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Syria: “Two Years Later, We are All So Terribly Wrong”

In a must-read post on Facebook, Syrian Hiba Diewati reflects on the situation in her country, on the third anniversary of the Syrian revolution.

She recalls the early days of the revolution, including her own imprisonment for four days for protesting against the regime:

I would have loved to share something lighthearted today. Two years ago we stepped out into the Damascene sun and I started heating up in my San Francisco sweatshirt; I then realized how cold it had been those few days underground.

Two years ago, we thought a four-day prison sentence was nothing if but a celebration. And it was worth it because it would all soon be over, the revolution would be victorious, and we could stop this double life and move on to all working together to building and beautifying the Syria we dreamed of; a democracy, equality, peace from constant threats, and freedom.

Two years ago I was surrounded by friends, so many of them they were kicked out of the courthouse and told to wait outside. Amidst the hugs and laughs after our release, one of them jokingly told me, “Lucky, the revolution is almost over and I still haven't gotten detained; not fair!”

Hiba continues:

Two years later, one of the five young people I was captured with for peaceful protesting is gone again. He is a medical student, a field doctor, and has been detained under horrible conditions for almost a year now.

The friends who stood outside the courthouse on Al-Nasr Street, or “Victory” Street, are now scattered all over the world. Some are in America, others in Berlin, Istanbul, Iraq, Beirut and Amman, to name a few. Others are still in Damascus. Others yet are in the “liberated” areas.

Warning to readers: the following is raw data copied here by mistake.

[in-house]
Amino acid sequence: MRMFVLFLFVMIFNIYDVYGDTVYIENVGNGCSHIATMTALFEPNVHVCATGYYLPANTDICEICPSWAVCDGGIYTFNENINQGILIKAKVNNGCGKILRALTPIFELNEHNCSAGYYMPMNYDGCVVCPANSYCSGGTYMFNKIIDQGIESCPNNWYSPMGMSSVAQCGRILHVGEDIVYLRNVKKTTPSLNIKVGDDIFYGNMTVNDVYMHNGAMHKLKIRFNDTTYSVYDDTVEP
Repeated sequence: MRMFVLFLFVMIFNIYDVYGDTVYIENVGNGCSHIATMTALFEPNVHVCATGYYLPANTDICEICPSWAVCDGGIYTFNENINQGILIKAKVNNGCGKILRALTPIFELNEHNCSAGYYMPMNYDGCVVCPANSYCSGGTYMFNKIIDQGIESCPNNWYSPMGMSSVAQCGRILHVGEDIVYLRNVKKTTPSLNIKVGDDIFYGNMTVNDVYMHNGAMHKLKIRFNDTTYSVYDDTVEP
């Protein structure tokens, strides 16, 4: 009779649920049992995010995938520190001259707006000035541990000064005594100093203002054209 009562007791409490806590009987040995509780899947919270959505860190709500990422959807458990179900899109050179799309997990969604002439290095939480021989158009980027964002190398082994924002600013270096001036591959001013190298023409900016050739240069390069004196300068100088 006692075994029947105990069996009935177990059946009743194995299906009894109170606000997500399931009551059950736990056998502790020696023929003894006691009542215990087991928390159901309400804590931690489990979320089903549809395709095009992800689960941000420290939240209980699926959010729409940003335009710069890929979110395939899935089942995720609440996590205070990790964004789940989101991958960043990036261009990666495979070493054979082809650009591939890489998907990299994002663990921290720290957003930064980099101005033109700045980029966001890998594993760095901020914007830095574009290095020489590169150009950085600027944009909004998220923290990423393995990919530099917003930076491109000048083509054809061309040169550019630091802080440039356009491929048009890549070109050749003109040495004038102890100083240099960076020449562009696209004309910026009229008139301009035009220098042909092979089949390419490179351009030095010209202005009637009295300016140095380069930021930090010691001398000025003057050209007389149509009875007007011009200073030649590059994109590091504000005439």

In her note, she describes the situation in Syria today as follows:

Two years later, children in southern Damascus are eating crumbs off the street as they starve under siege. Aleppo, or what is left of it, is crumbling under TNT barrel bombs. Beautiful Kessab is getting bombed by Assad, despite all the warning signs. Mortar shells are falling on central Damascus , presumably by rebels who have no idea what they're doing. A dozen or more prisoners die under torture everyday. Zehran Alloush of the cursed “Islamic Front” is calling for ethnic cleansing of the coast. Civil society activists are detained and slaughtered by ISIS. Syrians break records in art and in refugees. Reporters are flying in fighter jets. Fighters are everywhere and food is nowhere.

Hiba adds:

Two years ago we never thought it would all fall apart. Two years ago we wouldn't have dreamed of the epidemic of hate and loss.

Two years ago, a Palestinian friend stood outside Damascus University and relayed his prediction of events. He had a sense of authority about him, the black and white koffiya, the leather jacket, chain smoking, and a head full of Marx, history and politics.

“The Americans will fly in and bomb us here in Damascus a few times. Nothing as bad as what the regime is doing to Homs now, but it will hurt, we are the capital after all. There will be collateral damage, maybe us even, but Assad will leave and we can start cleaning up this mess.”

She concludes:

Two years later, we are all so terribly wrong.

  • Interested